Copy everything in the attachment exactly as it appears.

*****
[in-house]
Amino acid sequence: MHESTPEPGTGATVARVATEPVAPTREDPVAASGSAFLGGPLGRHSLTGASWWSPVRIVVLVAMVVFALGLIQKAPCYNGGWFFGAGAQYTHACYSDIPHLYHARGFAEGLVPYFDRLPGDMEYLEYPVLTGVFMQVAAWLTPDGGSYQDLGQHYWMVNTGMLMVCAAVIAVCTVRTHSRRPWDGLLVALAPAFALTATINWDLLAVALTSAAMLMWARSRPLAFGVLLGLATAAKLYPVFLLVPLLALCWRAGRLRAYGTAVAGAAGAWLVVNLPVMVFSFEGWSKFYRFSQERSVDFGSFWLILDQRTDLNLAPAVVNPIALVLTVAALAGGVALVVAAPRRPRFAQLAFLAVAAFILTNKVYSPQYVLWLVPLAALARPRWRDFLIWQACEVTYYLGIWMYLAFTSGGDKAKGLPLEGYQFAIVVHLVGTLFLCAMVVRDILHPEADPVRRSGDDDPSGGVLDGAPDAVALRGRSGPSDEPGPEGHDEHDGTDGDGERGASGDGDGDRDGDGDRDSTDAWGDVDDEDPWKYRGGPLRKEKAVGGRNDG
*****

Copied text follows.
[in-house]
Amino acid sequence: MHESTPEPGTGATVARVATEPVAPTREDPVAASGSAFLGGPLGRHSLTGASWWSPVRIVVLVAMVVFALGLIQKAPCYNGGWFFGAGAQYTHACYSDIPHLYHARGFAEGLVPYFDRLPGDMEYLEYPVLTGVFMQVAAWLTPDGGSYQDLGQHYWMVNTGMLMVCAAVIAVCTVRTHSRRPWDGLLVALAPAFALTATINWDLLAVALTSAAMLMWARSRPLAFGVLLGLATAAKLYPVFLLVPLLALCWRAGRLRAYGTAVAGAAGAWLVVNLPVMVFSFEGWSKFYRFSQERSVDFGSFWLILDQRTDLNLAPAVVNPIALVLTVAALAGGVALVVAAPRRPRFAQLAFLAVAAFILTNKVYSPQYVLWLVPLAALARPRWRDFLIWQACEVTYYLGIWMYLAFTSGGDKAKGLPLEGYQFAIVVHLVGTLFLCAMVVRDILHPEADPVRRSGDDDPSGGVLDGAPDAVALRGRSGPSDEPGPEGHDEHDGTDGDGERGASGDGDGDRDGDGDRDSTDAWGDVDDEDPWKYRGGPLRKEKAVGGRNDG